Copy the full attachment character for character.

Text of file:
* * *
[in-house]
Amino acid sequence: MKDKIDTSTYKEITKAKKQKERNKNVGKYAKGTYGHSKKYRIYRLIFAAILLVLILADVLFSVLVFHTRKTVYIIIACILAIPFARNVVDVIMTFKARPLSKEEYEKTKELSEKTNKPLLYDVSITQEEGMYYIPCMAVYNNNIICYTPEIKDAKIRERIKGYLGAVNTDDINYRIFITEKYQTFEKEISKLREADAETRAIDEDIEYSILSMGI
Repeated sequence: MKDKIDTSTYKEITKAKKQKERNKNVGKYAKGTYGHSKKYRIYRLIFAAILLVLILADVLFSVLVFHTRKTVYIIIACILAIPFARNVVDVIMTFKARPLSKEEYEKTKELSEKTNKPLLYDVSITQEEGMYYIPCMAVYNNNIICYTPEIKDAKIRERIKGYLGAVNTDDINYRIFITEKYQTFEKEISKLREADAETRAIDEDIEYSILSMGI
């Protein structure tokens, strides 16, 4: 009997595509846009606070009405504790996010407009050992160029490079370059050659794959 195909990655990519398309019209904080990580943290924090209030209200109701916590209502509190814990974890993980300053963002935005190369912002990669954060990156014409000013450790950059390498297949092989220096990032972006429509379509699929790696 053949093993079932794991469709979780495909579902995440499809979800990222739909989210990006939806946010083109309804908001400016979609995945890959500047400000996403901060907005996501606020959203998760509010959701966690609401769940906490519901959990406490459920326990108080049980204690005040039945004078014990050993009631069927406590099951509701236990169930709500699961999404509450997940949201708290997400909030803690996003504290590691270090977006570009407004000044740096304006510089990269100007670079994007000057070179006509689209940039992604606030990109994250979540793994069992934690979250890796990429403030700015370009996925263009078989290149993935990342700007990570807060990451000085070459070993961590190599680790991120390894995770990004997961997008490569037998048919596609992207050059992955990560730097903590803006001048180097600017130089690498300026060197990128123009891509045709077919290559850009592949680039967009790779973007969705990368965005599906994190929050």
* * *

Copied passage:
[in-house]
Amino acid sequence: MKDKIDTSTYKEITKAKKQKERNKNVGKYAKGTYGHSKKYRIYRLIFAAILLVLILADVLFSVLVFHTRKTVYIIIACILAIPFARNVVDVIMTFKARPLSKEEYEKTKELSEKTNKPLLYDVSITQEEGMYYIPCMAVYNNNIICYTPEIKDAKIRERIKGYLGAVNTDDINYRIFITEKYQTFEKEISKLREADAETRAIDEDIEYSILSMGI
Repeated sequence: MKDKIDTSTYKEITKAKKQKERNKNVGKYAKGTYGHSKKYRIYRLIFAAILLVLILADVLFSVLVFHTRKTVYIIIACILAIPFARNVVDVIMTFKARPLSKEEYEKTKELSEKTNKPLLYDVSITQEEGMYYIPCMAVYNNNIICYTPEIKDAKIRERIKGYLGAVNTDDINYRIFITEKYQTFEKEISKLREADAETRAIDEDIEYSILSMGI
């Protein structure tokens, strides 16, 4: 009997595509846009606070009405504790996010407009050992160029490079370059050659794959 195909990655990519398309019209904080990580943290924090209030209200109701916590209502509190814990974890993980300053963002935005190369912002990669954060990156014409000013450790950059390498297949092989220096990032972006429509379509699929790696 053949093993079932794991469709979780495909579902995440499809979800990222739909989210990006939806946010083109309804908001400016979609995945890959500047400000996403901060907005996501606020959203998760509010959701966690609401769940906490519901959990406490459920326990108080049980204690005040039945004078014990050993009631069927406590099951509701236990169930709500699961999404509450997940949201708290997400909030803690996003504290590691270090977006570009407004000044740096304006510089990269100007670079994007000057070179006509689209940039992604606030990109994250979540793994069992934690979250890796990429403030700015370009996925263009078989290149993935990342700007990570807060990451000085070459070993961590190599680790991120390894995770990004997961997008490569037998048919596609992207050059992955990560730097903590803006001048180097600017130089690498300026060197990128123009891509045709077919290559850009592949680039967009790779973007969705990368965005599906994190929050």